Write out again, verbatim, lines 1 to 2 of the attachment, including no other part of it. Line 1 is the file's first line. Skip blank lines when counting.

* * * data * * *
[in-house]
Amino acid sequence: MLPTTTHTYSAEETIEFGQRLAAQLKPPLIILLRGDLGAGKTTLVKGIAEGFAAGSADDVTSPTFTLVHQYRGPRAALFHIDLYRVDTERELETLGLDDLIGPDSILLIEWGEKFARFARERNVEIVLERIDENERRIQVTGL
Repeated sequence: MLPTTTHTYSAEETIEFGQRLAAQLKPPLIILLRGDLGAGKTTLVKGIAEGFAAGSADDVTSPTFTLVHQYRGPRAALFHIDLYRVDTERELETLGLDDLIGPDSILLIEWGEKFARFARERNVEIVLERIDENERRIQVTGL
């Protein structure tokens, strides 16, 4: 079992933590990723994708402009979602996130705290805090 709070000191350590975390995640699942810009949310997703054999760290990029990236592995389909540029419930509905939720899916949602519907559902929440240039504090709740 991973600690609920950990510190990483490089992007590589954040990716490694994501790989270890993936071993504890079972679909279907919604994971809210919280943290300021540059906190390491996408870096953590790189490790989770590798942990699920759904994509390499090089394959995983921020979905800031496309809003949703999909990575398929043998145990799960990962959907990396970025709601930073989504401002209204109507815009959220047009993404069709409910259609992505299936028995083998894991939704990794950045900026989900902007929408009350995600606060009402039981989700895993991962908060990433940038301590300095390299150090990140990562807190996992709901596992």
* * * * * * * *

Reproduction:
[in-house]
Amino acid sequence: MLPTTTHTYSAEETIEFGQRLAAQLKPPLIILLRGDLGAGKTTLVKGIAEGFAAGSADDVTSPTFTLVHQYRGPRAALFHIDLYRVDTERELETLGLDDLIGPDSILLIEWGEKFARFARERNVEIVLERIDENERRIQVTGL